功崇惟志 业广为勤


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2015-05-11 10:10  mg游戏平台官网: 次

人:悉尼科技大学Ivor W Tsang博士



报告题目:Large Margin Metric Learning for Multi-label Prediction


Ivor WTsang is a Future Fellow and Associate Professor with the Centre for Quantum Computation & Intelligent Systems (QCIS), at the University of Technology, Sydney. His research focuses on kernel methods, transfer learning, feature selection, big data analytics for data with trillions of dimensions, and their applications to computer vision and pattern recognition. He has more than 100 research papers published in top-tier journals and conference proceedings. In 2009, Dr Tsang was conferred the 2008 Natural Science Award (Class II) by Ministry of Education, China, which recognized his contributions to kernel methods. In 2013, Dr Tsang received his prestigious Australian Research Council Future Fellowship for his research regarding Machine Learning on Big Data. In addition, he had received the prestigious IEEE Transactions on Neural Networks Outstanding 2004 Paper Award in 2007, the 2014 IEEE Transactions on Multimedia Prize Paper Award, and a number of best paper awards and honors from reputable international conferences, including the Best Student Paper Award at CVPR 2010, and the Best Paper Award at ICTAI 2011. He was also awarded the 微软 Fellowship 2005. Dr Tsang is currently serving as an Area Chair at NIPS 2015, and Senior Program Committee at IJCAI 2011-2015.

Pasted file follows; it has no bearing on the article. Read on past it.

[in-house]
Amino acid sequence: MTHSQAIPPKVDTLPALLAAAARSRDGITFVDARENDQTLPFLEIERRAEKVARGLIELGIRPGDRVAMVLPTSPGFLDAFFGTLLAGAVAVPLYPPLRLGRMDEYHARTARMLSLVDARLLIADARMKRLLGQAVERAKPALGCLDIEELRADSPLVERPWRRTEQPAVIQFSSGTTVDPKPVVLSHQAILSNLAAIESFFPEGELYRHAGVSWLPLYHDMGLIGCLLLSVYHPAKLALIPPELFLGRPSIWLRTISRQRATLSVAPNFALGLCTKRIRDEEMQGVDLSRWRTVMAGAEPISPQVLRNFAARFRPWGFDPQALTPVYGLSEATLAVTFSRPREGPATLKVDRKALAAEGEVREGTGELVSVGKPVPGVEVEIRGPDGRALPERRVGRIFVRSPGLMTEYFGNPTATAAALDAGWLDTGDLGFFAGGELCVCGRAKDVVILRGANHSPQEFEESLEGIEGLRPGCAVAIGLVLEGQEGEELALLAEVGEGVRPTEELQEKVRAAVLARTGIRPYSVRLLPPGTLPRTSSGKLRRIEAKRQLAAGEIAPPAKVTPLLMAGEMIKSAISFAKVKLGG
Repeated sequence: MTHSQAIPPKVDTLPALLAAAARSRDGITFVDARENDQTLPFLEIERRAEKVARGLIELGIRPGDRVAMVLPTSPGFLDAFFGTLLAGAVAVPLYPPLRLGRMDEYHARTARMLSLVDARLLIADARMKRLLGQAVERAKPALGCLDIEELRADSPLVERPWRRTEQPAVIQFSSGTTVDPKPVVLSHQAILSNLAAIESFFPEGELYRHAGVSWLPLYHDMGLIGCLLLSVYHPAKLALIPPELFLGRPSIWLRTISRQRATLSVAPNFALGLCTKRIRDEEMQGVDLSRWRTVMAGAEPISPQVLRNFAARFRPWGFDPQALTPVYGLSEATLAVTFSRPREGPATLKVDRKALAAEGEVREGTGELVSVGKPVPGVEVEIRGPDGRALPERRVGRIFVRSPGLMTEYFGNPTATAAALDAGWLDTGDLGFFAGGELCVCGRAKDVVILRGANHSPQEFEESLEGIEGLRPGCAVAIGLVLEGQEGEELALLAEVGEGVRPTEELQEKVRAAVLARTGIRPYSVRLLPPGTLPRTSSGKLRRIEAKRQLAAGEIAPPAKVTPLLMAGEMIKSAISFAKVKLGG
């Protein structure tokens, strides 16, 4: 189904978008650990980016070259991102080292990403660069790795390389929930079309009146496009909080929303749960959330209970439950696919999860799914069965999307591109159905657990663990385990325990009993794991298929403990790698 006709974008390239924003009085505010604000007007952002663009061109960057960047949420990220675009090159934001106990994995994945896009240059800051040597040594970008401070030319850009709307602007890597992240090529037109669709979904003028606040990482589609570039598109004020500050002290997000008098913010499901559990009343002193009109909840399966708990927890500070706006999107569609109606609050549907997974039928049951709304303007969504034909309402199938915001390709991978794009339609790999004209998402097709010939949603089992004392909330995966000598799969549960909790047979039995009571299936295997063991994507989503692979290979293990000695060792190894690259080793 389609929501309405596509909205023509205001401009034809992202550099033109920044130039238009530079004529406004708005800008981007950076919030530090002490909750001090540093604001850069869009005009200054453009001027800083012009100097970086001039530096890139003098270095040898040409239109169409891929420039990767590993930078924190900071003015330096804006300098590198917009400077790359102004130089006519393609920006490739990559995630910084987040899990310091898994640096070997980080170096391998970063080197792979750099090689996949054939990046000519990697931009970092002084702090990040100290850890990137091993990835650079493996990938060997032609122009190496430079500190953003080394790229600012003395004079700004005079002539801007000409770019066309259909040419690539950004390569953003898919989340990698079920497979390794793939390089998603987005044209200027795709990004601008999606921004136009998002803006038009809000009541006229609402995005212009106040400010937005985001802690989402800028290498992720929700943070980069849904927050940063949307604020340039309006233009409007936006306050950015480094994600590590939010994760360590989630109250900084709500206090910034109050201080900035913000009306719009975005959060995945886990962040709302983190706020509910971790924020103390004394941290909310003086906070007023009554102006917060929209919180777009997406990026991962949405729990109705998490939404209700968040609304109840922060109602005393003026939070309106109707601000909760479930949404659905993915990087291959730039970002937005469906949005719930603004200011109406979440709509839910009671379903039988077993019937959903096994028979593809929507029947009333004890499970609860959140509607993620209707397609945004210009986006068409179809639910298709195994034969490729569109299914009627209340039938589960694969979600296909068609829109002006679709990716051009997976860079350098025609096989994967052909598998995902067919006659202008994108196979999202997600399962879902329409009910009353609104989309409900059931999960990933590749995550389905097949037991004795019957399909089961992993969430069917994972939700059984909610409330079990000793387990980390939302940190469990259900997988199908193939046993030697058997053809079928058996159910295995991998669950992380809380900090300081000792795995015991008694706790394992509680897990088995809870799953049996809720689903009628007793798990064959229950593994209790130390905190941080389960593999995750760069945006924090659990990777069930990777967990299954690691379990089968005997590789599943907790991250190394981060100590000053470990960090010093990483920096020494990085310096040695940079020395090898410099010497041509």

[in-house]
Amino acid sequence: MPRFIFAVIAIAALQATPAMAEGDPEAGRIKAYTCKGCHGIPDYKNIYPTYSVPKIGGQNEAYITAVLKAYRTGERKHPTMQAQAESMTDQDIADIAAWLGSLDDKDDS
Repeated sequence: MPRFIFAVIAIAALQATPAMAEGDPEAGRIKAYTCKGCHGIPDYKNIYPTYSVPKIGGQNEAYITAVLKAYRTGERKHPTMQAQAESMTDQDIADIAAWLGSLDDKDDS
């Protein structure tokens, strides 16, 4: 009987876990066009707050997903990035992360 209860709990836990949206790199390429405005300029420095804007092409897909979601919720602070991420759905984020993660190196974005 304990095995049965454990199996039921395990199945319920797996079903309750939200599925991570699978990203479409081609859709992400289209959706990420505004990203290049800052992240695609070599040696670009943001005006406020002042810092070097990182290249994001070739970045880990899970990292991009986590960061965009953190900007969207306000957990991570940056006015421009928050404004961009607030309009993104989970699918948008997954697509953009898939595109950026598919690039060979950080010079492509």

Canonical correlation analysis (CCA) and maximum margin output coding (MMOC) methods have shown promising results for multi-label prediction, where each instance is associated with multiple labels. However, these methods require an expensive decoding procedure to recover the multiple labels of each testing instance. The testing complexity becomes unbearable when there are many labels. To avoid decoding completely, we present a novel large margin metric learning paradigm for multi-label prediction. Particularly, the proposed method learns a distance metric to discover label dependency such that instances with very different multiple labels will be moved far away. To handle many labels, we further present an accelerated proximal gradient procedure to speed up the learning process. Comprehensive experiments demonstrate that our proposed method is significantly faster than CCA and MMOC in terms of both training and testing complexities. Moreover, our method achieves superior prediction performance compared with state-of-the-art methods.

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